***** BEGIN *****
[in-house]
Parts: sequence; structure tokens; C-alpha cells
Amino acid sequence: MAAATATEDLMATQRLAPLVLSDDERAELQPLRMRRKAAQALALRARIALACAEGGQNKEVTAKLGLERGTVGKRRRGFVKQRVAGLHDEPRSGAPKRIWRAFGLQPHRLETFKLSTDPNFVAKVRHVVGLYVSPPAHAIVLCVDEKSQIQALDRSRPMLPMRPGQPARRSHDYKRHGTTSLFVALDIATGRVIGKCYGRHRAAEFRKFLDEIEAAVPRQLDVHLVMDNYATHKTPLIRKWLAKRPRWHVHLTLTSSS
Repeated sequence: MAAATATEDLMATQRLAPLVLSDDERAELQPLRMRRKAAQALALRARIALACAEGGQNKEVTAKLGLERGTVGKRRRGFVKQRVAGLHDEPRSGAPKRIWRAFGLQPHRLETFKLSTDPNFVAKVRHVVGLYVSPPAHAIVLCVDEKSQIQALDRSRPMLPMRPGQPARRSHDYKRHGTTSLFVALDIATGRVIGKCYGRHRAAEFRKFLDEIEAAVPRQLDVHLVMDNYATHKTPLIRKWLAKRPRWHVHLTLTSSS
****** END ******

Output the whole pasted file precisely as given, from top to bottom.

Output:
[in-house]
Parts: sequence; structure tokens; C-alpha cells
Amino acid sequence: MAAATATEDLMATQRLAPLVLSDDERAELQPLRMRRKAAQALALRARIALACAEGGQNKEVTAKLGLERGTVGKRRRGFVKQRVAGLHDEPRSGAPKRIWRAFGLQPHRLETFKLSTDPNFVAKVRHVVGLYVSPPAHAIVLCVDEKSQIQALDRSRPMLPMRPGQPARRSHDYKRHGTTSLFVALDIATGRVIGKCYGRHRAAEFRKFLDEIEAAVPRQLDVHLVMDNYATHKTPLIRKWLAKRPRWHVHLTLTSSS
Repeated sequence: MAAATATEDLMATQRLAPLVLSDDERAELQPLRMRRKAAQALALRARIALACAEGGQNKEVTAKLGLERGTVGKRRRGFVKQRVAGLHDEPRSGAPKRIWRAFGLQPHRLETFKLSTDPNFVAKVRHVVGLYVSPPAHAIVLCVDEKSQIQALDRSRPMLPMRPGQPARRSHDYKRHGTTSLFVALDIATGRVIGKCYGRHRAAEFRKFLDEIEAAVPRQLDVHLVMDNYATHKTPLIRKWLAKRPRWHVHLTLTSSS